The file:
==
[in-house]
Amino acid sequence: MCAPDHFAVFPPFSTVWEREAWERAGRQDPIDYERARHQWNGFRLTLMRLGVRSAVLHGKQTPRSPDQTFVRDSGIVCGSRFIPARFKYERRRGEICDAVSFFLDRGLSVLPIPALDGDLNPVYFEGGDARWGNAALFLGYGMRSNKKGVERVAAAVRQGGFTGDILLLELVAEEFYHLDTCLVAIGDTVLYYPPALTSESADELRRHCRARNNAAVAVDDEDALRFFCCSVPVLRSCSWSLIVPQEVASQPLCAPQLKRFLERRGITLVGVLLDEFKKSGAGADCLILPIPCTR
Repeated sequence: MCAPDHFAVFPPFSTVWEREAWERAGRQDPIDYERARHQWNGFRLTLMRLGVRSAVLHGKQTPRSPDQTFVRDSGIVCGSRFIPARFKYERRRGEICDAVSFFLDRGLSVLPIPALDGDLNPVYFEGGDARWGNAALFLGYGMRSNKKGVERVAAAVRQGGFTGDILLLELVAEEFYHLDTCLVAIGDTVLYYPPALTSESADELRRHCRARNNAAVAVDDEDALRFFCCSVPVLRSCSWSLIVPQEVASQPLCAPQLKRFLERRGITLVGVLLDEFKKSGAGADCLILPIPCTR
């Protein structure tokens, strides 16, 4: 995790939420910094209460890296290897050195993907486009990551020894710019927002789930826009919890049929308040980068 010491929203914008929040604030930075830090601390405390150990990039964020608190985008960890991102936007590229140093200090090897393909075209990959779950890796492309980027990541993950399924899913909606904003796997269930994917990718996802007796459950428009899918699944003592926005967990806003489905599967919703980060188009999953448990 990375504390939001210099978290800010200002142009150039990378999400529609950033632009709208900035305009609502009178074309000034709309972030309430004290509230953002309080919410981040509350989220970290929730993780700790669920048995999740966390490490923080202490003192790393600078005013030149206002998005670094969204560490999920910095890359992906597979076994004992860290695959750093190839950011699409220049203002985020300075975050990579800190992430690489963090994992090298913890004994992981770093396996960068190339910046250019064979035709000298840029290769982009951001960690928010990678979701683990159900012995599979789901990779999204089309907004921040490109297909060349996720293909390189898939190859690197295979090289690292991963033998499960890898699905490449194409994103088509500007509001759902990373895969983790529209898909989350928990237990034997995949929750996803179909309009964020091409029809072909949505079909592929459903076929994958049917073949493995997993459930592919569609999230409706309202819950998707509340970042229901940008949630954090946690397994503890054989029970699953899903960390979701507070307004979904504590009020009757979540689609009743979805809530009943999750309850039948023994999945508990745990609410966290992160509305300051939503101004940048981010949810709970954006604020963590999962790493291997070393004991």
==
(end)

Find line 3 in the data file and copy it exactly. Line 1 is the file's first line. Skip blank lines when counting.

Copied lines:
Repeated sequence: MCAPDHFAVFPPFSTVWEREAWERAGRQDPIDYERARHQWNGFRLTLMRLGVRSAVLHGKQTPRSPDQTFVRDSGIVCGSRFIPARFKYERRRGEICDAVSFFLDRGLSVLPIPALDGDLNPVYFEGGDARWGNAALFLGYGMRSNKKGVERVAAAVRQGGFTGDILLLELVAEEFYHLDTCLVAIGDTVLYYPPALTSESADELRRHCRARNNAAVAVDDEDALRFFCCSVPVLRSCSWSLIVPQEVASQPLCAPQLKRFLERRGITLVGVLLDEFKKSGAGADCLILPIPCTR